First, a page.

[012] This feature illustrates that yet another object of the invention is to solve the pooling problem, as described above. The instant invention resolves this problem, by allowing for bulk storage of powder that would otherwise be stored in a plurality of smaller vials. The increased storage capacity enables drug manufacturers to reduce the variance between stored drugs having different lUs, thereby reducing the cost associated with creating a particular formulation and storing it. Further, a precise dosage with a particular IU can be readily achieved because virtually any amount can be dispensed from bulk storage. In this way, the exact potency corresponding to a particular prescription can be achieved without mixing between vials of various sizes or dosages.

[013] During use of an exemplary embodiment of the present invention, powder from a first container is drawn into the metering chamber through the connection portion. The connection portion is then inserted into a second container that contains a reconstitution fluid thereby allowing a mixture to form in the metering chamber. The mixture, then ready for injection, is removed from the metering chamber through the extraction portion. As demonstrated by this unique a process, yet another object of the invention is to reduce the steps necessary to form a sterile reconstituted mixture, thereby reducing the risk of contamination and, thus, minimizing the risk of harm to the patient.

[014] Other embodiments of this disclosure are disclosed in the accompanying drawings, description, and claims. Thus, this summary is exemplary only, and is not to be considered restrictive.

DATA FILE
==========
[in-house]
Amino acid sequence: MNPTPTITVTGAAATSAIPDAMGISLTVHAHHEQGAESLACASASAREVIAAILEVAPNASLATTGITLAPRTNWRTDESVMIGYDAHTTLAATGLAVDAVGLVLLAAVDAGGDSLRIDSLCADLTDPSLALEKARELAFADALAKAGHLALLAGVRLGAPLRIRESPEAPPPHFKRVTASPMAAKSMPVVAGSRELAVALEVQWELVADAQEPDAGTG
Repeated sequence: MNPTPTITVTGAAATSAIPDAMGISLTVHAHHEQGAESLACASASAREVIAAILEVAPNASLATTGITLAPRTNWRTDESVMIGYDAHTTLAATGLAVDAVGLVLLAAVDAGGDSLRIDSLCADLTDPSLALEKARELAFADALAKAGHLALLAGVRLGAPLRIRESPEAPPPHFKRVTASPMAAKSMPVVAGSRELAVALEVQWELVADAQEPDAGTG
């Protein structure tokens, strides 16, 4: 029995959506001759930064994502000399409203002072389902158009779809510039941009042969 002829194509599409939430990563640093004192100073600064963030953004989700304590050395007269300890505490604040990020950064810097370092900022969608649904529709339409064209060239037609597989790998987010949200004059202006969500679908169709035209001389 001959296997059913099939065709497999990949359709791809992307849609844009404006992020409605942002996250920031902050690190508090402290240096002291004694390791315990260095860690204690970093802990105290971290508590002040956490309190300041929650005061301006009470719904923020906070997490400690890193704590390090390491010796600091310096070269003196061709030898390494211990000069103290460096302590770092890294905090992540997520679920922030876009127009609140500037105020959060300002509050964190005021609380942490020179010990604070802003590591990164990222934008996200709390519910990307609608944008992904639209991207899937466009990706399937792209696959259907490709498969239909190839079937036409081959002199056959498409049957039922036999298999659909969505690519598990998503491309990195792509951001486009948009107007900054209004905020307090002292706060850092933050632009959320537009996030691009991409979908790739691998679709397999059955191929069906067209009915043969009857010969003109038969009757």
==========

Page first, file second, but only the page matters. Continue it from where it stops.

BRIEF DESCRIPTION OF DRAWINGS

[015] The accompanying drawings, which are incorporated in and constitute part of this specification, and together with the description, illustrate and serve to explain the principles of various exemplary embodiments.

[016] FIG. 1 depicts an exemplary housing according to the present disclosure.

[017] FIG. 2 depicts an exemplary dispensing aid according to the present disclosure.

[018] FIG. 3 depicts an exemplary extraction device according to the present disclosure.

[019] FIG. 4 depicts an exemplary assembly of the housing of FIG. 1 and dispensing aid of FIG. 2 in use according to the present disclosure. [020] FIG. 5 depicts an exemplary use of the exemplary assembly of FIG. 4 along with the extraction device of FIG. 3 according to the present disclosure.

[021 ] FIG. 6 depicts an alternative embodiment of the metering chamber according to the present disclosure.

[022] FIG. 7 depicts a cross section of the exemplary dispensing aid of FIG. 2 according to the present disclosure.